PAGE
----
Arthroscopy means looking into a joint. It implies making small cuts and through these introducing an optical system and operating instruments. The inside of the joint is clearly displayed and is relatively easy to find out what, if anything is wrong. At the same time it is possible to cut, sew, remove and repair structures within the joint.
The knee is composed of three separate compartments and these compartments can be affected by arthritis to varying extents. There is a compartment on the inside of the knee (medial). There is one on the outside of the knee (lateral compartment). There is also one between the knee cap (patella) and the thigh bone (femur). This is the patello-femoral compartment. The pattern of pain, the deformity produced and ultimately the surgical treatment, varies depending upon which of the compartments has been affected.
Joint replacement is one of many forms of treatment for arthritis. It implies the surgical removal of a diseased joint and its replacement by an artificial one. The artificial joint is usually made partly of metal and partly out of plastic. It is fixed to the bones of the patient, often, but not always, with a plastic cement (methylmethacrylate).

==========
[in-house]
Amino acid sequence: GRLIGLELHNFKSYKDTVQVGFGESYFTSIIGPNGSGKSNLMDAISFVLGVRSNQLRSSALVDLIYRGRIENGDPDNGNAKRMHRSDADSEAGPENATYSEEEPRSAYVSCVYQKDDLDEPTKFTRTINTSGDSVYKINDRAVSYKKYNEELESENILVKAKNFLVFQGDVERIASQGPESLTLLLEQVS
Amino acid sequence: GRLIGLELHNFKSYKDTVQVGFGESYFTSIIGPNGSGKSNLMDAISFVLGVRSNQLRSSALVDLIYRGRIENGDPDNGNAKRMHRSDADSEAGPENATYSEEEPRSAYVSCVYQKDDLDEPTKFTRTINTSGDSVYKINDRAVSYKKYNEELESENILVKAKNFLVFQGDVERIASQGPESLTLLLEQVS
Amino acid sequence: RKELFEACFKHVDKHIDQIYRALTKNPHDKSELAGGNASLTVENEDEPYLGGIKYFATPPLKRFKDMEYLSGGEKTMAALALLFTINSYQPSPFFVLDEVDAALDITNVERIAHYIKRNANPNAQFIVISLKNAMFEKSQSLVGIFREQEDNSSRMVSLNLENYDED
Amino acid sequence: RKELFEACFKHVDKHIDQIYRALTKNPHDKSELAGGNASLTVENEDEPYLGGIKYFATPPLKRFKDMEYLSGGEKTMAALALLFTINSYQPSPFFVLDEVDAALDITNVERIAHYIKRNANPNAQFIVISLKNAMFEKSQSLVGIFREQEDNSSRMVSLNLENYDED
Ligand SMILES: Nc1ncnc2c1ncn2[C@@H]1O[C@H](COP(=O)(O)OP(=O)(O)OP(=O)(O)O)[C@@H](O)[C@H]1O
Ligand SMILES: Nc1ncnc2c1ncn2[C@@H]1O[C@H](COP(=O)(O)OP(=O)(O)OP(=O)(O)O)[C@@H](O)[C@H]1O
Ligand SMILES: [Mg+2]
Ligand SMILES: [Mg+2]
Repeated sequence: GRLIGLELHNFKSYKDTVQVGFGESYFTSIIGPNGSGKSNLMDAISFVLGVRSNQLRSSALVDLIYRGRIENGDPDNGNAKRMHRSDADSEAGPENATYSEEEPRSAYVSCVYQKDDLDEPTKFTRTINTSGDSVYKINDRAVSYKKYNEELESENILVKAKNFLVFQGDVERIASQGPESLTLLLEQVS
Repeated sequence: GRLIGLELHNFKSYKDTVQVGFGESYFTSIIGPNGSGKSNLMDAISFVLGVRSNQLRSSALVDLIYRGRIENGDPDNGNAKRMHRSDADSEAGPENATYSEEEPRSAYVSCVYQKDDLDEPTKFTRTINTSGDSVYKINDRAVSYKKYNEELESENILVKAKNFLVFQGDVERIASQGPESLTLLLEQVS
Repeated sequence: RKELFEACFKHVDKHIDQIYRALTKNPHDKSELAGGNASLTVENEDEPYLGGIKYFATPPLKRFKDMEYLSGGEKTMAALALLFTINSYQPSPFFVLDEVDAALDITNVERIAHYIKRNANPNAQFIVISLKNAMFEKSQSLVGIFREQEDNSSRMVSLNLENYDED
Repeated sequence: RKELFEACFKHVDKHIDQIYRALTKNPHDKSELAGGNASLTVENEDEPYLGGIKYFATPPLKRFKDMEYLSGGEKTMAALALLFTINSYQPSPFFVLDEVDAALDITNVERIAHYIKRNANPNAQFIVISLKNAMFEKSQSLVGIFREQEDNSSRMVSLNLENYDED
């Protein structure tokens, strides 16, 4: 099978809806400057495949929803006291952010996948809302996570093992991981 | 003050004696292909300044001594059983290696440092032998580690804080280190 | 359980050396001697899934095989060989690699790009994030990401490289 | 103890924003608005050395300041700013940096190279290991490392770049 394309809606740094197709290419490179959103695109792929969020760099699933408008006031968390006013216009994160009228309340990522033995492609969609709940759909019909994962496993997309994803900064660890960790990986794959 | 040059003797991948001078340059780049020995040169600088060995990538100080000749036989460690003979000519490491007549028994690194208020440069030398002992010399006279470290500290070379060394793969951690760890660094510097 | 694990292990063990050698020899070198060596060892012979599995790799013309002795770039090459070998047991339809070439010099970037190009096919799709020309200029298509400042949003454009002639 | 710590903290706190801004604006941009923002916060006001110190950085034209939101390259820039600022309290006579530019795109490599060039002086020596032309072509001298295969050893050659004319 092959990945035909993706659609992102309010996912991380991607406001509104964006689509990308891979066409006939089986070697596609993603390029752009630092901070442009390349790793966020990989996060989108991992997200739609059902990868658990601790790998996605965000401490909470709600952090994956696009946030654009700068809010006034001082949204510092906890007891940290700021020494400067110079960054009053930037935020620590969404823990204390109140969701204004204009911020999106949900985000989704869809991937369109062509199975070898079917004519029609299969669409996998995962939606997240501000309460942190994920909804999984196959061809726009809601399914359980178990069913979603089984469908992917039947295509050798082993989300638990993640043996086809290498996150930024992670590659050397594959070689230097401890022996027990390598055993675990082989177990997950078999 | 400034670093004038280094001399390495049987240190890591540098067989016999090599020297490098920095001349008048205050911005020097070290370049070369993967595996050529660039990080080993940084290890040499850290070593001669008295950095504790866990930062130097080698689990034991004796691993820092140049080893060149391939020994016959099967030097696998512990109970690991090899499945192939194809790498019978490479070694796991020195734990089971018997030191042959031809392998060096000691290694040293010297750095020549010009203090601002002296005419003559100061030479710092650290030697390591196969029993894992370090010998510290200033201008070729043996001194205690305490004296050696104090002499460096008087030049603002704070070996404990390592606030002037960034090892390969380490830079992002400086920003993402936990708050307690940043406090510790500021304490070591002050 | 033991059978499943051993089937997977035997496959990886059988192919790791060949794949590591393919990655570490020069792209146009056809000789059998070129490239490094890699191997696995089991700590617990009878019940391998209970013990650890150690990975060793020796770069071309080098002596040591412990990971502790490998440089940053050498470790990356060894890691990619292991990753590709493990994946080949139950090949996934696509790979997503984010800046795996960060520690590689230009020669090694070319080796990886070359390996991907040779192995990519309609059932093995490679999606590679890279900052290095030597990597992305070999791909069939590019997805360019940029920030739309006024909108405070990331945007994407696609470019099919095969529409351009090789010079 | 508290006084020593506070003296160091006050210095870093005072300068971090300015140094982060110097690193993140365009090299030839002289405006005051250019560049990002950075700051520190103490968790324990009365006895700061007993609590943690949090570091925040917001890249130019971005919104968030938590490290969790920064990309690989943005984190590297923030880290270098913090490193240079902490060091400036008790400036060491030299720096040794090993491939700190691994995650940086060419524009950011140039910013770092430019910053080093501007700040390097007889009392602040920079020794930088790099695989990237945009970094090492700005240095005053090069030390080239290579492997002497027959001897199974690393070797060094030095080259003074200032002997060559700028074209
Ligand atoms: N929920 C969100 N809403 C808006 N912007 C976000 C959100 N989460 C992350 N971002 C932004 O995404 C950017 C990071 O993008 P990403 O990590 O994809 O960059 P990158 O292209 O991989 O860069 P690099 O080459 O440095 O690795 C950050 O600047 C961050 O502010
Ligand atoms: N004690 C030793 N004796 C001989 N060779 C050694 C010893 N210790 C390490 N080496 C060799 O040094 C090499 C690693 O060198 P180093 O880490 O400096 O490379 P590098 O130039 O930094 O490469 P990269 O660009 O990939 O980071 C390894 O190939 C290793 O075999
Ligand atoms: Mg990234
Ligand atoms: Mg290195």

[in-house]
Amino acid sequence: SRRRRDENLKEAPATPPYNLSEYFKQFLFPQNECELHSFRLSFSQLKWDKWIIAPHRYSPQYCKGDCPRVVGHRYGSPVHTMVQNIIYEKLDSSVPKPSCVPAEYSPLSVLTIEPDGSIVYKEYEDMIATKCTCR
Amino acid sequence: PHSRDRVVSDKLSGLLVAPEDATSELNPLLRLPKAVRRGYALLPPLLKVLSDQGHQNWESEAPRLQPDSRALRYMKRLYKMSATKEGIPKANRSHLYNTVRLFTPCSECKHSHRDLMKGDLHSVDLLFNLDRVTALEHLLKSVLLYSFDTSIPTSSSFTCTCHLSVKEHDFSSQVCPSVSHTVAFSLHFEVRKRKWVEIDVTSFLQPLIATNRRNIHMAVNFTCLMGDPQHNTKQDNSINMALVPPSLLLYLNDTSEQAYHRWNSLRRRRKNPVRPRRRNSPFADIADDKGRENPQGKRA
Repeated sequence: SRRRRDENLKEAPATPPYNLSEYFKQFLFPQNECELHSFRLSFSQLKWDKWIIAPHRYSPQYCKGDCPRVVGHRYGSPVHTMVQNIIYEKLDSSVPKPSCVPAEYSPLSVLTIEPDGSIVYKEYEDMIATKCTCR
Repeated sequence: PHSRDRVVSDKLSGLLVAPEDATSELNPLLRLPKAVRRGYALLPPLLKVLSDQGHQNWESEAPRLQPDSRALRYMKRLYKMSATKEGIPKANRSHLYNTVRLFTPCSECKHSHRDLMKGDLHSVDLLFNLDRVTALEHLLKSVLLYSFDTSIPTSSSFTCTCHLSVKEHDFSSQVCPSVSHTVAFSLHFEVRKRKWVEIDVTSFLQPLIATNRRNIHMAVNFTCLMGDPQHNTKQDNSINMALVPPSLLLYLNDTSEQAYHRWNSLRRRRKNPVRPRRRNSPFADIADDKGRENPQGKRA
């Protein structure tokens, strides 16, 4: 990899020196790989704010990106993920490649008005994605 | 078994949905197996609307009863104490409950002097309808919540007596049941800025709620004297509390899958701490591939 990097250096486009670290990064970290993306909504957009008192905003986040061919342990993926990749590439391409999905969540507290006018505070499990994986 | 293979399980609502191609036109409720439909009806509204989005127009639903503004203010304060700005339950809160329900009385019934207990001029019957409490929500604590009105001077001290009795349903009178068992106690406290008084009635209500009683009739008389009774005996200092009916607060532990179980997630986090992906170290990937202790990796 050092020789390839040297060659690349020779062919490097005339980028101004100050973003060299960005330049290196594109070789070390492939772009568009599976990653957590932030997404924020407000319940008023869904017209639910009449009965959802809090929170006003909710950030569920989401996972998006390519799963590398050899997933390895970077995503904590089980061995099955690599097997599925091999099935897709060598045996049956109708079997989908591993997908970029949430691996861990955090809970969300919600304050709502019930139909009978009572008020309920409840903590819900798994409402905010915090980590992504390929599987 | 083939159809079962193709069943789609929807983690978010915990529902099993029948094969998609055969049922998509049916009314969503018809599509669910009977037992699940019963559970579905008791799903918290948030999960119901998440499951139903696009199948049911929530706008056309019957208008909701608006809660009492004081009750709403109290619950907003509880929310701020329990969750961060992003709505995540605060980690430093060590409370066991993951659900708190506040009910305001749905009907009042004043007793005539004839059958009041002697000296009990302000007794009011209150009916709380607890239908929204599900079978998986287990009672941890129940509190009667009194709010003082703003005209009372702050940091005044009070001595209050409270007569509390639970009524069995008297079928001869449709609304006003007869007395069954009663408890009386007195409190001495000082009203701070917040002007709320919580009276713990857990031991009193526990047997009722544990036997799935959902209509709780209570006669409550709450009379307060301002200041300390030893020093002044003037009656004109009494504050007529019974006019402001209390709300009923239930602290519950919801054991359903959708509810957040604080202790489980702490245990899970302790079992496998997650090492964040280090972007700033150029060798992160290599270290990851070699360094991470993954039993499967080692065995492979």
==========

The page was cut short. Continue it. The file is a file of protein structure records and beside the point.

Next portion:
The hip is a major weight-bearing joint of the ball and socket variety, which is frequently affected by arthritis. Pain, usually the most prominent symptom, reduces the patient’s ability to walk, stand and even sleep. The rate of progression of pain is variable and it may take many years for arthritis it to become severely disabling. As the disease progresses deformity of the hip may result in shortening and external rotation of the affected limb so that the foot habitually points outwards. Severe arthritis limits activities of daily living such as climbing stairs, rising from a chair and dressing (particularly shoes and socks). Progressive pain becomes a distraction, and when regular night pain sets in and the patient can no longer walk reasonable distances or unaided, the time has come to consider definitive surgery.